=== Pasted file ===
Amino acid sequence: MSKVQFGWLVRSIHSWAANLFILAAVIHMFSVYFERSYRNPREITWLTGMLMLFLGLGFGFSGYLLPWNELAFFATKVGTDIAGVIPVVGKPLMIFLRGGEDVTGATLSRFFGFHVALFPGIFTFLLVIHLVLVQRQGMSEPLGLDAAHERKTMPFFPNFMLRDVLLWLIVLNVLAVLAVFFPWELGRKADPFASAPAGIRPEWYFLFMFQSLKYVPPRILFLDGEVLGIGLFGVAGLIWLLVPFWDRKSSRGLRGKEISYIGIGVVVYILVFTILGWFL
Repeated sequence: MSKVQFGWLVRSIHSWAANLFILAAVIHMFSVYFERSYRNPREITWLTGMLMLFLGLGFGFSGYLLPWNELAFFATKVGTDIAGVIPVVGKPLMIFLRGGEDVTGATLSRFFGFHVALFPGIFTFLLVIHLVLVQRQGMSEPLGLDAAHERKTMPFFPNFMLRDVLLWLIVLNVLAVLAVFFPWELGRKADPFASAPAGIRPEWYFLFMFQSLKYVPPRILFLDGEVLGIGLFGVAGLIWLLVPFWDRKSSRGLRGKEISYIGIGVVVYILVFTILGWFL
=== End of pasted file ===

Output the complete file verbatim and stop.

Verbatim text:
Amino acid sequence: MSKVQFGWLVRSIHSWAANLFILAAVIHMFSVYFERSYRNPREITWLTGMLMLFLGLGFGFSGYLLPWNELAFFATKVGTDIAGVIPVVGKPLMIFLRGGEDVTGATLSRFFGFHVALFPGIFTFLLVIHLVLVQRQGMSEPLGLDAAHERKTMPFFPNFMLRDVLLWLIVLNVLAVLAVFFPWELGRKADPFASAPAGIRPEWYFLFMFQSLKYVPPRILFLDGEVLGIGLFGVAGLIWLLVPFWDRKSSRGLRGKEISYIGIGVVVYILVFTILGWFL
Repeated sequence: MSKVQFGWLVRSIHSWAANLFILAAVIHMFSVYFERSYRNPREITWLTGMLMLFLGLGFGFSGYLLPWNELAFFATKVGTDIAGVIPVVGKPLMIFLRGGEDVTGATLSRFFGFHVALFPGIFTFLLVIHLVLVQRQGMSEPLGLDAAHERKTMPFFPNFMLRDVLLWLIVLNVLAVLAVFFPWELGRKADPFASAPAGIRPEWYFLFMFQSLKYVPPRILFLDGEVLGIGLFGVAGLIWLLVPFWDRKSSRGLRGKEISYIGIGVVVYILVFTILGWFL